Are lesbians becoming extinct?

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Trivia: Voices of Feminism is the reincarnation of the iconic TRIVIA: A Journal of Ideas published in print from 1982-1995. The newest volume, edited by Lise Weil and Betsy Warland, includes responses to the lesbian extinction question. As the editors explain:

In an essay written in 1983, Nicole Brossard wrote: “Une lesbienne qui ne reinvente pas le monde est une lesbienne en voie de disparition.” (A lesbian who does not reinvent the world is a lesbian going extinct.) At that time, the phrase made very good sense. As writers, thinkers, activists, and in our day-to-day lives, we felt (many of us) compelled to reinvent a world in which we were for the most part invisible if not unthinkable, a world whose values we largely rejected. Today, over 20 years later, we are accepted, even embraced, by mainstream culture:as co-workers, wives, mothers, as TV talk show hosts and anchorwomen!:in ways we could not have imagined then. But how have we gained this inclusion? Have we gone quiet as lesbians (not denying our lesbianism but seldom foregrounding it)? Are we still reinventing the world? As writers, are we inventing new forms? Is there still a radical edge to the word “lesbian”? Or are we now, by Brossard’s definition, a disappearing species?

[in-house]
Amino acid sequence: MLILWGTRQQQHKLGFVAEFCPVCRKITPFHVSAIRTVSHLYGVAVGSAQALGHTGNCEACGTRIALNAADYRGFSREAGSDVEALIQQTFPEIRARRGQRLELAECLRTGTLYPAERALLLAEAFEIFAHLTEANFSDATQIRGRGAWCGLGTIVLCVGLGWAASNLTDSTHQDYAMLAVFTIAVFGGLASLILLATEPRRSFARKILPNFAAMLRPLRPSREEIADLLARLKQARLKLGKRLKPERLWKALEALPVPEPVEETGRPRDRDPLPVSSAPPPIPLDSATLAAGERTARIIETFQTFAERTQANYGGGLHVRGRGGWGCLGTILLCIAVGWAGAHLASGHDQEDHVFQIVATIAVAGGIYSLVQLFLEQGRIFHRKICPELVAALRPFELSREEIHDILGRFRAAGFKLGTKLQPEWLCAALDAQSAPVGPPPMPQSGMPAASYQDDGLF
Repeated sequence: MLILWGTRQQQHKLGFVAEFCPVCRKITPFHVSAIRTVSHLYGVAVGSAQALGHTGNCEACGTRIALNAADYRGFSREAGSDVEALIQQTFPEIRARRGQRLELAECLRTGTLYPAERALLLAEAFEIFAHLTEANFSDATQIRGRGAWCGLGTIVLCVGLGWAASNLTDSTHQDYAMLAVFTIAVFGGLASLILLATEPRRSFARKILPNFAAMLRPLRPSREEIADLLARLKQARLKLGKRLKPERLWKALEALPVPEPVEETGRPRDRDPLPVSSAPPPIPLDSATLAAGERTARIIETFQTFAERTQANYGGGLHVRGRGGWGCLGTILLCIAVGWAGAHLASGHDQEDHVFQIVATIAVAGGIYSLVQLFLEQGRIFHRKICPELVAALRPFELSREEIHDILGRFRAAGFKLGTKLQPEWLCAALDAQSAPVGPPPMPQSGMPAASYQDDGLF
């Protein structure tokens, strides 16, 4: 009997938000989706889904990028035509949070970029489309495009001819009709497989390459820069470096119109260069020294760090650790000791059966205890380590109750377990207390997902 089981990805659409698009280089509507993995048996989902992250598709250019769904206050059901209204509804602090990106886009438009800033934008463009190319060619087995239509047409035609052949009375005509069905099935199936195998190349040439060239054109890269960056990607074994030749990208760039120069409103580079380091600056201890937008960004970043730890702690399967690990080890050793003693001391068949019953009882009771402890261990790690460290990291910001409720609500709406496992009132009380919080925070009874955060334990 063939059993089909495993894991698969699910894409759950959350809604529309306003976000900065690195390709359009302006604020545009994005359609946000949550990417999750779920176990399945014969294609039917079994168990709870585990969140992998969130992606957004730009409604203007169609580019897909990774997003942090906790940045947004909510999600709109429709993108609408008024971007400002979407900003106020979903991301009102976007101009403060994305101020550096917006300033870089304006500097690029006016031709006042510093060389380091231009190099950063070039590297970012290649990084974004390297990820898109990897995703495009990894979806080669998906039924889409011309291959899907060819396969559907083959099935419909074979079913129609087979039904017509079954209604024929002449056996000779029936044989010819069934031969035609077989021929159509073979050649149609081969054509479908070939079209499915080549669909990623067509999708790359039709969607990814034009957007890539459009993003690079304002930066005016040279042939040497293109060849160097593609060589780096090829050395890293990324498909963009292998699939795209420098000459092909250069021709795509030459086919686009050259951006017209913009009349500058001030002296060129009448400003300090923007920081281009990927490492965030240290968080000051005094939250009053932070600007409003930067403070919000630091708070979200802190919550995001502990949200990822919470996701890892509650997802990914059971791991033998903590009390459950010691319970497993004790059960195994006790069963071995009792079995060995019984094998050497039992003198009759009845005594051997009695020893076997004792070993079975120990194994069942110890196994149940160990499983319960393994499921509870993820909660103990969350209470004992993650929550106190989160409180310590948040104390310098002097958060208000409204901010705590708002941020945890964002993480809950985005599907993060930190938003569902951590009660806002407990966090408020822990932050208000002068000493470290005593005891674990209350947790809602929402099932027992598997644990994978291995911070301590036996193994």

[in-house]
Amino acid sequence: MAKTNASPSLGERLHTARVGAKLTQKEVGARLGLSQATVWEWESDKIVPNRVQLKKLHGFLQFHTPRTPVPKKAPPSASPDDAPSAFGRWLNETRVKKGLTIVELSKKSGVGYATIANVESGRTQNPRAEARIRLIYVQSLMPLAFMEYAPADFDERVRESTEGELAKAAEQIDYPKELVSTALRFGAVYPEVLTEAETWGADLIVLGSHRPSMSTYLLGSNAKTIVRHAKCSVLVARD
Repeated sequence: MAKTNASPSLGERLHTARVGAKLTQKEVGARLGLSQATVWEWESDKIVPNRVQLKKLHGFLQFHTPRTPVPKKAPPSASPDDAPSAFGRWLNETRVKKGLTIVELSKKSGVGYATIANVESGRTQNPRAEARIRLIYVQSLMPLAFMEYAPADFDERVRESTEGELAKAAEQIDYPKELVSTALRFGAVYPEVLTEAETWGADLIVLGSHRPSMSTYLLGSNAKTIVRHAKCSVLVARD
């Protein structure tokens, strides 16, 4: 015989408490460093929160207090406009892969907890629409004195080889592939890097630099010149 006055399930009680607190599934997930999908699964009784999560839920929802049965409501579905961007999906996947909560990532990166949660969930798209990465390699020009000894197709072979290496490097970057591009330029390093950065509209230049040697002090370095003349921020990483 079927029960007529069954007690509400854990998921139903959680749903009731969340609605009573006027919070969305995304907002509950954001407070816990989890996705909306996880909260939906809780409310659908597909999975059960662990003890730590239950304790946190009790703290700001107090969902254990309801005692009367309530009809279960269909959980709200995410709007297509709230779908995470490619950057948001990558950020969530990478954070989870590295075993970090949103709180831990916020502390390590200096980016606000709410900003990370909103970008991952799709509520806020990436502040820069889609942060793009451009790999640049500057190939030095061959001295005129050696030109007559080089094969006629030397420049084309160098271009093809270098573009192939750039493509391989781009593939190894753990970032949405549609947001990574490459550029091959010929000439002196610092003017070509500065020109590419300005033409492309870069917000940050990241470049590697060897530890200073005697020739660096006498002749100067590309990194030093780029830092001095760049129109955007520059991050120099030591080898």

The issue opens with an experimental essay by Feminist Law Professors’ own Ruthann Robson, which takes Brossard’s quote as a springboard for reinventing Sappho’s lost poems, Helen of Troy and Paris as lesbian lovers, and the works of H.D., Virginia Woolf, and Christa Wolf.

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